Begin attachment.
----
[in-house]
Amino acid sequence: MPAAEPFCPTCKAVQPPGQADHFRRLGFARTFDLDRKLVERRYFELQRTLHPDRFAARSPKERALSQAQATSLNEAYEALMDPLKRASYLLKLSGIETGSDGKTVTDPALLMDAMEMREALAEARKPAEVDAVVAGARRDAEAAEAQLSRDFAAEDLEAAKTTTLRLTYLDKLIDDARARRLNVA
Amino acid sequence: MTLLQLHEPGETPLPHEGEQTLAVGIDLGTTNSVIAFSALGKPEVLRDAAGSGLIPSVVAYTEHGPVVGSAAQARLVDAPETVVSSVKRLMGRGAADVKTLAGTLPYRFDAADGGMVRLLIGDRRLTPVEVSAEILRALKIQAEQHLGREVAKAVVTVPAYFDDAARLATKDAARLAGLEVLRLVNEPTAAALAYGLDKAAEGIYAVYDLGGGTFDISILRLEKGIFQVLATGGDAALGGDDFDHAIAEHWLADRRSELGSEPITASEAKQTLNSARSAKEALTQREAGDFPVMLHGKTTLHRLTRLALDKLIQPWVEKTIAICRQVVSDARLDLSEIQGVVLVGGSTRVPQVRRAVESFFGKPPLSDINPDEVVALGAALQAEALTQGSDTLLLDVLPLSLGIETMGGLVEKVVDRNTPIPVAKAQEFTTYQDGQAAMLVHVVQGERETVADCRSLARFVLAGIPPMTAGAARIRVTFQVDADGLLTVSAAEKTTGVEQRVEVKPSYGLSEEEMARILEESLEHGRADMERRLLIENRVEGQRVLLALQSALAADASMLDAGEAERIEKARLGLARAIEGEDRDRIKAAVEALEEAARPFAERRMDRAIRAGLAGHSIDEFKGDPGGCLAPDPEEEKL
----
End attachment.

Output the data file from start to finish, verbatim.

[in-house]
Amino acid sequence: MPAAEPFCPTCKAVQPPGQADHFRRLGFARTFDLDRKLVERRYFELQRTLHPDRFAARSPKERALSQAQATSLNEAYEALMDPLKRASYLLKLSGIETGSDGKTVTDPALLMDAMEMREALAEARKPAEVDAVVAGARRDAEAAEAQLSRDFAAEDLEAAKTTTLRLTYLDKLIDDARARRLNVA
Amino acid sequence: MTLLQLHEPGETPLPHEGEQTLAVGIDLGTTNSVIAFSALGKPEVLRDAAGSGLIPSVVAYTEHGPVVGSAAQARLVDAPETVVSSVKRLMGRGAADVKTLAGTLPYRFDAADGGMVRLLIGDRRLTPVEVSAEILRALKIQAEQHLGREVAKAVVTVPAYFDDAARLATKDAARLAGLEVLRLVNEPTAAALAYGLDKAAEGIYAVYDLGGGTFDISILRLEKGIFQVLATGGDAALGGDDFDHAIAEHWLADRRSELGSEPITASEAKQTLNSARSAKEALTQREAGDFPVMLHGKTTLHRLTRLALDKLIQPWVEKTIAICRQVVSDARLDLSEIQGVVLVGGSTRVPQVRRAVESFFGKPPLSDINPDEVVALGAALQAEALTQGSDTLLLDVLPLSLGIETMGGLVEKVVDRNTPIPVAKAQEFTTYQDGQAAMLVHVVQGERETVADCRSLARFVLAGIPPMTAGAARIRVTFQVDADGLLTVSAAEKTTGVEQRVEVKPSYGLSEEEMARILEESLEHGRADMERRLLIENRVEGQRVLLALQSALAADASMLDAGEAERIEKARLGLARAIEGEDRDRIKAAVEALEEAARPFAERRMDRAIRAGLAGHSIDEFKGDPGGCLAPDPEEEKL